don't want to hire laid off workers. Apparently, some are even putting this is their job ads. Language such as "unemployed candidates will not be considered" or "must be currently employed" are being used in listings and the consensus seems to be that if you were laid off, you must have been let go for performance issues. I won't mix words here, this is just downright wrong and it makes me angry.
As someone who has worked in internal communications for some well-known companies, I have been privy to many privileged conversations pertaining to RIFs (i.e. layoffs). I know how and why decisions are made (frankly, more than I'd like to know). Although there may be a rare instance here and there where it's an opportunity to get rid of an under-performer, the primary reason for someone being let go is financial.
The person's salary is either disproportionately high by today's standards, the company is hemorrhaging money and has to start cutting people to remain solvent, management has found a cheaper way to do a job via outsourcing, the employee isn't in a revenue-generating position (e.g. sales, development, etc.), or some wise guy on the leadership team thinks he can save money by letting go an experience professional and having a junior employee take on the duties (with no change in quality, of course).
The career path I've chosen usually puts me in the last two categories and, unfortunately, I have been part of two massive layoffs in my life. Not because I was some deadbeat slacker who drooled and shopped on eBay all day, but because I cost money--money the company no longer had. And, unfortunately and erroneously, people think that anyone can write so why not lay off the gal who writes on behalf of the company?
I am shocked and dismayed that while our country is in the biggest recession and financial crisis since the Great Depression, that employers would discriminate against displaced workers. As for myself, I can say that both times I was laid off, I used the time to enhance my professional skills. I attended seminars and webinars, I read countless books to learn new skills and stay current, I actively networked to grow my list of professional contacts, I maintained my writing, and I seized every opportunity to improve myself. You know, that stuff you're too busy to do when you're working 60 hours a week. And, you know what? I knew more than my happily-employed peers did and found myself frequently teaching them new things.
Unemployed candidates will not be considered? That kind of thinking is misinformed, short-sighted, flawed, and downright un-American. Shame on any company that embraces this kind of unwarranted discrimination, especially in this economy.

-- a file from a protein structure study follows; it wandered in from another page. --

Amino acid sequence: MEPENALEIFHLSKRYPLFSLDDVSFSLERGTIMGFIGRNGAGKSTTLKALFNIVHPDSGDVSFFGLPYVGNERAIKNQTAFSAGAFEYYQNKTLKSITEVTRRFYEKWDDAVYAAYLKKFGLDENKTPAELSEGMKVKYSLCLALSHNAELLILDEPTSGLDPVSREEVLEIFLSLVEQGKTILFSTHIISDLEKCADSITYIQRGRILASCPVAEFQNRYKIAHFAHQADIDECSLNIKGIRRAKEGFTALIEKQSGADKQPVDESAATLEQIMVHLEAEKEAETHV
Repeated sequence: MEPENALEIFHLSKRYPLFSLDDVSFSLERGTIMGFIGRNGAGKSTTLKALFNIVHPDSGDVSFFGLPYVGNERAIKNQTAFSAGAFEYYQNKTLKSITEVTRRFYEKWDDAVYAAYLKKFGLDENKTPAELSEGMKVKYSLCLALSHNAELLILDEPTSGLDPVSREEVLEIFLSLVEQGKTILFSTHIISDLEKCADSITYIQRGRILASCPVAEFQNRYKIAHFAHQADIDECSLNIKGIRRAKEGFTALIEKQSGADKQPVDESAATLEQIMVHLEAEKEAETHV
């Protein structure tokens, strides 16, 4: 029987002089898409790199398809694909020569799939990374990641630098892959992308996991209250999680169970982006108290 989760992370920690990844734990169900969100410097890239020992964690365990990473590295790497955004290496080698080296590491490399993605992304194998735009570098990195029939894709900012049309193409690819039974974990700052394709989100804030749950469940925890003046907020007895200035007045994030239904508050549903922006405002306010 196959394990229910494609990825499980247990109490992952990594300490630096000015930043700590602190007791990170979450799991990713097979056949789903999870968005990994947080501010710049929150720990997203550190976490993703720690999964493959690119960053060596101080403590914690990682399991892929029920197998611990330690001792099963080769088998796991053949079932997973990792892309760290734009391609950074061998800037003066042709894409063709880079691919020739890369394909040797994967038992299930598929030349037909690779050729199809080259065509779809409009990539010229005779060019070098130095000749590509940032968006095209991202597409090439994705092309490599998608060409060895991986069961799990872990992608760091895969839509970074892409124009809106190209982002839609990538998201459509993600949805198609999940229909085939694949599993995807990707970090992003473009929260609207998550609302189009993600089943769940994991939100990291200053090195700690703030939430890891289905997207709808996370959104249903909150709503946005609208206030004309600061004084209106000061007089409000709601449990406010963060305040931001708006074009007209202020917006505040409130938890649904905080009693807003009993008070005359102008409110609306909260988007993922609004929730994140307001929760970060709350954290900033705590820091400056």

Who's with me? Let's hear it!
As someone who has experienced the 'you cost too much' dismissal, I find this article particularly insightful. I worked at one company observing the incessant hemorrhaging of funds as a direct result of the CEO's utter and complete mismanagement. Worse yet the ones who kept their jobs after the layoffs were the individuals who sat and plaid on Facebook or online gaming all day long.ReplyDelete
In any event these companies that are ignoring the golden talent pool of unemployed are utterly deluding themselves. People who have been laid-off are in my experience more likely to be highly productive workers because it is an experience that no one wants to go through more than once.
It's quite a shame because your employees are essentially the building blocks of any great organization. Some of the most qualified and intelligent people I know were laid off during the recession.ReplyDelete
Mikel: Thank you so much for sharing your thoughts and your personal story. I, too, sometimes can't believe the people who are given pink slips, while slackers or chaos makers keep their jobs. To insinuate that there is something "wrong" with someone because they've been laid off is incredibly ignorant. Thanks so much for adding to the conversation!ReplyDelete
Claudia: Thanks for adding your insight. I'm with you. I know some amazingly talented people who have been laid off. It is no reflection on them in the least. It's all about the almighty dollar. Thank you for commenting on this outrageous practice.
Thank you so much for sharing your personal story.ReplyDelete
It is so refreshing to know that there are other people out there who realise that searching for an alternate job whilst being employed 60 plus hours per week is near impossible, and that sometimes being 'laid off' is in fact a wonderful opportunity to update ones skills.
It's also about politics.ReplyDelete
PatternMakingOnTime: Funny, but being laid off CAN be an incredible opportunity to update your skills, learn a new niche, and improve yourself. Instead of discounting all laid off workers, employers should, instead, look at each applicant and their overall qualifications. To discount smart people because of a circumstance that was beyond their control is completely unacceptable in my book. Thank you so very much for chiming in and adding to the discussion.ReplyDelete
Anonymous: Politics does seem to weasel its way into everything work-related, doesn't it?
Slackers play politics and kiss up to keep their jobs focusing on the subjective, while the high performers usually are the ones that get stuck doing all the work. They work long hours and focus on getting to the detail of what needs to come out.
Then when the high performer submits their objective and truthful work, they appear threatening to the sly political play or subjective decision makers who are afraid of the truth. They would rather paint a pretty picture that LOOKS GOOD for the organization because 9/10 of what can be perceived by the leadership IS THE TRUTH, but sadly is not, (BP for example).
Some employers, (managers) would rather rid the high performer in favor of the one who will align with them to remain in favor of executive leadership through false prophecy. This is the work we live in today and everyone is paying for it, (economic crisis for example).